Books for late spring, pt. 4- fiction, the last tranche for now by Marjorie Arons Barron

The entry below is being cross posted from Marjorie Arons Barron’s own blog.

As my followers can tell, I do love reading, which served me well during my recovery. But this finishes my current reviews. Happily, I have returned to normal life, seeing friends, going to restaurants, trying to outwit the oversexed rabbits in my garden, salving wounds inflicted by the Bruins and Celtics, keeping hopes alive with this year’s plucky Red Sox.

The Man-Eater of Malgudi by R. K Narayan is a first-person tale by Nataraj, a modest man in a fictional town in South India.  He lives with his wife and son in a comfortable home behind his printing business, which produces everything from business cards to books of poetry. Nataraj’s life is reasonably placid until the arrival of Vasu. Self-effacing Nataraj offers Vasu the attic above his printing shop, at no rent and with no lease. Vasu turns out to be a taxidermist by trade and an outrageous bully by temperament, both of which pose problems for Nataraj and fellow villagers. Nataraj’s life spirals out of control. The story involves demons and death, a battle between good and evil. Its descriptions are sometimes discursive, but the colorfully executed allegory aptly conveys the author’s vivid sense of Indian village lives and mores.

The Bee Keeper of Aleppo by Christy Lefteri tells the story of bee-keeper Nuri Ibrahim and his wife, Afra, an artist, whose comfortable lives in Aleppo are torn apart by the Syrian Civil War. Forced to flee, they embark on a perilous journey first to Turkey, then Athens and ultimately England. They are driven by the hope to be reunited with Nuri’s cousin Moustafa, with whom Nuri shares a bee-keeping business.  The author was herself the child of refugees who fled from Cyprus to the U.K., and the novel is grounded in her work in a refugee camp in Athens. This riveting love story puts a face on the refugees we meet only occasionally on CNN, PBS or the BBC. It’s a wrenching tale and just one among some hundred million souls forcibly displaced around the world, facing ghastly challenges every day.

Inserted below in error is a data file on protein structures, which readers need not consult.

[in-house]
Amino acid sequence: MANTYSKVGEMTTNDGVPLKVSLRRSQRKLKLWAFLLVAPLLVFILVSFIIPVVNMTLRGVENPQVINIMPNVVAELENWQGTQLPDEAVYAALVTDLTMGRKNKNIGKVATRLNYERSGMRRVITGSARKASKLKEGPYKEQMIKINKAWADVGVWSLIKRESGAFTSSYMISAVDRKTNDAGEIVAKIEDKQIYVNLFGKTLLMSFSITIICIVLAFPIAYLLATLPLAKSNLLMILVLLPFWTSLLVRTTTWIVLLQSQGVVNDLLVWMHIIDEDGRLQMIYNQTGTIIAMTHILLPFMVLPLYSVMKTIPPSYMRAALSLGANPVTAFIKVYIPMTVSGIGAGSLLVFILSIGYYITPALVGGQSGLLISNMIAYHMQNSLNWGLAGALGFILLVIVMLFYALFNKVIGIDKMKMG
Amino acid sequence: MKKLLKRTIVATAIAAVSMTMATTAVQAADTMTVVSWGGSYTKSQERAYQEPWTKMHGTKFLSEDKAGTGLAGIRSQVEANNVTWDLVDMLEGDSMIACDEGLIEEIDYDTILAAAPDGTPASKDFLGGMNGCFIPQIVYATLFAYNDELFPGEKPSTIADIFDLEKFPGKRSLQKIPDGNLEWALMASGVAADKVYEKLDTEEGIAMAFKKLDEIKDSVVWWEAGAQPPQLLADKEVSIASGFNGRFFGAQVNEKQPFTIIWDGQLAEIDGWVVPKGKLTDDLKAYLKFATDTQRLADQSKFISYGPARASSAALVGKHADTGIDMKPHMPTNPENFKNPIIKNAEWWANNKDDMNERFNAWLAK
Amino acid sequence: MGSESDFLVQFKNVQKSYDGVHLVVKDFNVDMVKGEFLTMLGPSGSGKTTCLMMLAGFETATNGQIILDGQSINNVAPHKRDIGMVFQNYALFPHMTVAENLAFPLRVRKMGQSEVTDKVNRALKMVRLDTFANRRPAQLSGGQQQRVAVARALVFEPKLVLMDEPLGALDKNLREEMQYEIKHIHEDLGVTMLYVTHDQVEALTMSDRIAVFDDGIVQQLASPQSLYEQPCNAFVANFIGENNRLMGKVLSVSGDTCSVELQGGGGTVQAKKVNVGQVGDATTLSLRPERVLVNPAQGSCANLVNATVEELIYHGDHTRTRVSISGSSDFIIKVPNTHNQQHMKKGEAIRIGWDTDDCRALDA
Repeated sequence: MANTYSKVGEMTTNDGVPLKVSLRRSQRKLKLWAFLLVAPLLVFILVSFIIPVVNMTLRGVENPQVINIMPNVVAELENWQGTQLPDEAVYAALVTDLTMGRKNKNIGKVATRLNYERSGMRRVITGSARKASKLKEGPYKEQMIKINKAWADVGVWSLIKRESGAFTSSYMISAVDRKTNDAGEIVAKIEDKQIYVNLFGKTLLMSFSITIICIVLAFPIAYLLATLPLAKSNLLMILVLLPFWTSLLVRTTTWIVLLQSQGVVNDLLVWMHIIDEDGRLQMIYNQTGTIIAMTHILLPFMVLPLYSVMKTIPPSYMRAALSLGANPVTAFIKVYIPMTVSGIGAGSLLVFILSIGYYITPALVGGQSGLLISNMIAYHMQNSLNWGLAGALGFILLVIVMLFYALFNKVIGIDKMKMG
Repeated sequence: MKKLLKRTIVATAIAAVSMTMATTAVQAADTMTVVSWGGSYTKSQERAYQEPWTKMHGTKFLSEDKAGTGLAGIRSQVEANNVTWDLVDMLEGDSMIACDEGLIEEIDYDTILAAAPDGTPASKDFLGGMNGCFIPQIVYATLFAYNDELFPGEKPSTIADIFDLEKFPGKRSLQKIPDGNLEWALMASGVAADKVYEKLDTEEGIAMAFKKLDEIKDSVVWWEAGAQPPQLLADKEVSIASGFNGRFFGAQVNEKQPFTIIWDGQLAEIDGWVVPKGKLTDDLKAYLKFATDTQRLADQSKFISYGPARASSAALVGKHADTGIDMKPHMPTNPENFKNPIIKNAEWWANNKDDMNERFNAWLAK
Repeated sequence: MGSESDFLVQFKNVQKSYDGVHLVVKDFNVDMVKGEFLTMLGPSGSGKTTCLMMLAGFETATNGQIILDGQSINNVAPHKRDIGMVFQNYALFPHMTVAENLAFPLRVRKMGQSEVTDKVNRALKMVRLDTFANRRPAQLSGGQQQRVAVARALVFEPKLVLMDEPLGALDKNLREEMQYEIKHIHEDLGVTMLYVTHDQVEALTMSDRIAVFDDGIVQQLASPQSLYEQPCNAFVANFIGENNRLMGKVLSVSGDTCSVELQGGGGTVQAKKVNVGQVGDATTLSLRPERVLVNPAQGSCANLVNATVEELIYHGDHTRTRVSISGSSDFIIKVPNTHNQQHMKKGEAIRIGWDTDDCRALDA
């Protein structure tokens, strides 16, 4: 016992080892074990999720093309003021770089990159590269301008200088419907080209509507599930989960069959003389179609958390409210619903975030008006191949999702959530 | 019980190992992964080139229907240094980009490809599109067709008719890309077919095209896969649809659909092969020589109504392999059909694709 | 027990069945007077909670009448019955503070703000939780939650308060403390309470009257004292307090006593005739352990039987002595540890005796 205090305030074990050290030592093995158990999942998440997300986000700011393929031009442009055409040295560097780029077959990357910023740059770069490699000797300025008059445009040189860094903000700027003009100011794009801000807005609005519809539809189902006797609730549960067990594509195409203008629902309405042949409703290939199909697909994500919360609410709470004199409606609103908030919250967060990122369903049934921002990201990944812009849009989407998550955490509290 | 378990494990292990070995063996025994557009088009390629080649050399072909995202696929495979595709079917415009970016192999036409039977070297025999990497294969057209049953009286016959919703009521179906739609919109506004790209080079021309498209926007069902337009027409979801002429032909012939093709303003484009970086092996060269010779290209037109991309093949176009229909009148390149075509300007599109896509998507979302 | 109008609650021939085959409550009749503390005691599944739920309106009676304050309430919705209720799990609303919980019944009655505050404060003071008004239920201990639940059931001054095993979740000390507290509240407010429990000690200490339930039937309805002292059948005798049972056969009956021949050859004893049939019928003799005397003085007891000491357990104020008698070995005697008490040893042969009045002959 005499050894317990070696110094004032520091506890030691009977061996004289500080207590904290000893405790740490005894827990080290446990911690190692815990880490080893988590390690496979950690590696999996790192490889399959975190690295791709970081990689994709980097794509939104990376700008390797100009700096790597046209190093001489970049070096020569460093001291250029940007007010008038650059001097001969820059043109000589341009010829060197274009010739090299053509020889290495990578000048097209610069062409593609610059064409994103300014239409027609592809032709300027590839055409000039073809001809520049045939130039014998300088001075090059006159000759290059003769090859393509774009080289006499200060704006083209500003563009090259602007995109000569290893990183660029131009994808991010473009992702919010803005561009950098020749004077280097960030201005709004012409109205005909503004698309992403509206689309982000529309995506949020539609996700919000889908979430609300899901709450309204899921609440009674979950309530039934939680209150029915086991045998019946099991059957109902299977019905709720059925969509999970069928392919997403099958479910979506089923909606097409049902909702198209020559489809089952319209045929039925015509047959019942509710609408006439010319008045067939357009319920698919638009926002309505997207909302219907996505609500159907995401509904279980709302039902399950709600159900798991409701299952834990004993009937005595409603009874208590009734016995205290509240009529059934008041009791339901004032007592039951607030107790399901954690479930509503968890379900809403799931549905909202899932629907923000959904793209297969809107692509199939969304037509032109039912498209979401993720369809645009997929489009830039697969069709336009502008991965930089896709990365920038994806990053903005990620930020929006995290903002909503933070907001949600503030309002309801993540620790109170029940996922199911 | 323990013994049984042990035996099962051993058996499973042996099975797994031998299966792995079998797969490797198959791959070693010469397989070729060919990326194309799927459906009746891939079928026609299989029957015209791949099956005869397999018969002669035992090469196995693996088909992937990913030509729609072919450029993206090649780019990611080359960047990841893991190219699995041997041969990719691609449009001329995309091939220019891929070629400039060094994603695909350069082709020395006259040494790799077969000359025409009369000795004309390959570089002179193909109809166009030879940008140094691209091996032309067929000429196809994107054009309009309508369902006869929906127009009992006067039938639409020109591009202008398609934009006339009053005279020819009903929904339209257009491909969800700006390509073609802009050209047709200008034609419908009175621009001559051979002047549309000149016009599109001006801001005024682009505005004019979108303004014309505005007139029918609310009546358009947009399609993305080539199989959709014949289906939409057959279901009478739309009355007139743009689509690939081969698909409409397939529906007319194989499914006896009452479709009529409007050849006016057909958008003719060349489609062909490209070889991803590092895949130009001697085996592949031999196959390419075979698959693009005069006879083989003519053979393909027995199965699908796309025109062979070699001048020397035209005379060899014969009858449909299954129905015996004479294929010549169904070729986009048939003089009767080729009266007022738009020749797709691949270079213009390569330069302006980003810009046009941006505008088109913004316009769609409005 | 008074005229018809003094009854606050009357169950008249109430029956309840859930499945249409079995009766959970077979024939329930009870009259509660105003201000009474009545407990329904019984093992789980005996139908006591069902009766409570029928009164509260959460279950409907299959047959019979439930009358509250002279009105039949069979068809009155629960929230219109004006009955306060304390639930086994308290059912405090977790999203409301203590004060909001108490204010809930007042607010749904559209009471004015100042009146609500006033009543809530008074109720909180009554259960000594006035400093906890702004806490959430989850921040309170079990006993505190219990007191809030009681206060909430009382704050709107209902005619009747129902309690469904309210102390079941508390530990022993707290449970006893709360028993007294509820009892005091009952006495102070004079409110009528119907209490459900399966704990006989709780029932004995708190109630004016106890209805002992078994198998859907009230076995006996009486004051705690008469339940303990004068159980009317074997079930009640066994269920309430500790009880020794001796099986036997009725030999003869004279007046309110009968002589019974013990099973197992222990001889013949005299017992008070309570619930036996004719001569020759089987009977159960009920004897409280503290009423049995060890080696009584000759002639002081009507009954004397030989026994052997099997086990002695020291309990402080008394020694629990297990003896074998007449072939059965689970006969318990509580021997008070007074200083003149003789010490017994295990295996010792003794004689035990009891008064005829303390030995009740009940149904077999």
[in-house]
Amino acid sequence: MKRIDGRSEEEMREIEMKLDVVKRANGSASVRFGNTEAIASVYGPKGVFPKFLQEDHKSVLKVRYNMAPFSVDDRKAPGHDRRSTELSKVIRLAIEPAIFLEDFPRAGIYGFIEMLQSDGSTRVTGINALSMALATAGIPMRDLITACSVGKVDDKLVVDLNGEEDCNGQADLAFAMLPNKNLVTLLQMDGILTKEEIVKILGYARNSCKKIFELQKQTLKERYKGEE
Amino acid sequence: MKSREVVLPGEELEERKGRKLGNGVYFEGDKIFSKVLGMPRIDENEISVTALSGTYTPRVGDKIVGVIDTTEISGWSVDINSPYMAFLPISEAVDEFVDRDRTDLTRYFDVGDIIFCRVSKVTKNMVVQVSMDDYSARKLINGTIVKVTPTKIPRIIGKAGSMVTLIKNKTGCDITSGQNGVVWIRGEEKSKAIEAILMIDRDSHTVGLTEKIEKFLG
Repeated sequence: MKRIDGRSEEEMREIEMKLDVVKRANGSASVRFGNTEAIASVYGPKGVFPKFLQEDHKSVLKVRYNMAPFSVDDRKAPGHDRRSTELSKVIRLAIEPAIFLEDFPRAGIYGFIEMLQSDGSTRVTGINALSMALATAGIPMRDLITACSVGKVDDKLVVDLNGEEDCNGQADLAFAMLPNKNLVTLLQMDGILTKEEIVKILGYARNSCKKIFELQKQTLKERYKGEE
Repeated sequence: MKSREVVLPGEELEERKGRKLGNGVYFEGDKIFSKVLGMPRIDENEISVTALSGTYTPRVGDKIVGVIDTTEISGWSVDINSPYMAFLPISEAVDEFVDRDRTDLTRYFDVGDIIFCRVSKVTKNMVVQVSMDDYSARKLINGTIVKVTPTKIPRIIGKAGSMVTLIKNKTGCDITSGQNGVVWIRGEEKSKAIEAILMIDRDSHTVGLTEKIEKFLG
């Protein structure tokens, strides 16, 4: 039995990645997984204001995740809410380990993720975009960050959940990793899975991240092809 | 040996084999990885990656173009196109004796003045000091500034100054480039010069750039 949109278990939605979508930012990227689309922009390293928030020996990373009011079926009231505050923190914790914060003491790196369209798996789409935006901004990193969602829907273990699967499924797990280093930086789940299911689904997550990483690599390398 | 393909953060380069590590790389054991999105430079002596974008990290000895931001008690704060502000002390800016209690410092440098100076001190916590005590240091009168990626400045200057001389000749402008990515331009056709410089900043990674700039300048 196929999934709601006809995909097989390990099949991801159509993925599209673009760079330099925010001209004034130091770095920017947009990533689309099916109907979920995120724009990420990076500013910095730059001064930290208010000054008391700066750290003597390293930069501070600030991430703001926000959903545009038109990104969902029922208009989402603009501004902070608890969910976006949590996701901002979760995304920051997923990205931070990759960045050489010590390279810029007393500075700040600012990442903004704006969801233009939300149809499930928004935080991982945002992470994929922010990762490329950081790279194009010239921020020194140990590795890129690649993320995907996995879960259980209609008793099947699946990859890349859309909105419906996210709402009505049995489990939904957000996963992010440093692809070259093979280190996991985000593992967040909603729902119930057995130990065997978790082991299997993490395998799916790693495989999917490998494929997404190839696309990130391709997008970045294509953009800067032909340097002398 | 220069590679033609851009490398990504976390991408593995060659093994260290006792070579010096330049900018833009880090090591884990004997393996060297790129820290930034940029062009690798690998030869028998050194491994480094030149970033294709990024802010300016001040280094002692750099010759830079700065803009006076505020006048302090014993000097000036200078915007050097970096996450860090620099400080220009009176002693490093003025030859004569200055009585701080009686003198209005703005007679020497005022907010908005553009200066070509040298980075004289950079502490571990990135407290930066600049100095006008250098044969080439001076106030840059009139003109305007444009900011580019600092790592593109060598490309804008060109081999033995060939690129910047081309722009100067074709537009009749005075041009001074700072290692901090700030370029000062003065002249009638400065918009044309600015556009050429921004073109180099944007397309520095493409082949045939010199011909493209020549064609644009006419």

Infinite Country by Patricia Engel is the story of a Colombian family torn asunder by immigration restrictions. The family flees Colombian violence for safety and economic promise in the United States. Elena and Mauro land in Houston with daughter Karina, on tourist visas, but they get jobs enabling them to send money to Elena’s mother back in Bogota. (Son Nando and second daughter Talia, born in the United States, automatically become citizens.) When their visas are up, they decide to stay on, condemned to a life of meager earnings, terrible living conditions and constant moves to evade authorities. The father gets deported, and the younger daughter, despite citizenship, is sent back to be raised by family so that the mother can continue to work. Where is home? Is it in Bogota, or is it in New Jersey? Engel sees their challenges as transcending the arbitrary boundaries of nation states and brings to life the trials that typify immigrant lives. Threaded throughout the hard-scrabble narrative are the family’s legacy of memories and decades-long hopes for reunification throughout the diaspora.

Maame by Jennifer George is a deeply moving book, rich on so many levels and so well executed that I didn’t want it to end. In this debut coming-of-age novel, teenaged Maame (a Ghanean transplant) is left at home in London by a disinterested brother and absentee mother to care for an aging father in the late stages of Parkinson’s disease.  She works as a low-level admin for an all-white company, which ends up abruptly firing her. “Maame” means mother and connotes responsibility. Maame has no social life or friends, no job and no hope. Most of her conversations are responses to questions she poses to Google, and her interior dialogue on her phone is funny and poignant. She finally is able to move to a flat with two other women, who introduce her to a world of pub crawls, makeup, dating, and friendship. Her maturation, including combating deep depression, is often painful, but leavened with moments of humor, perhaps recognizing the awkwardness of our own teenage and young adult years. File under “warm and wonderful.”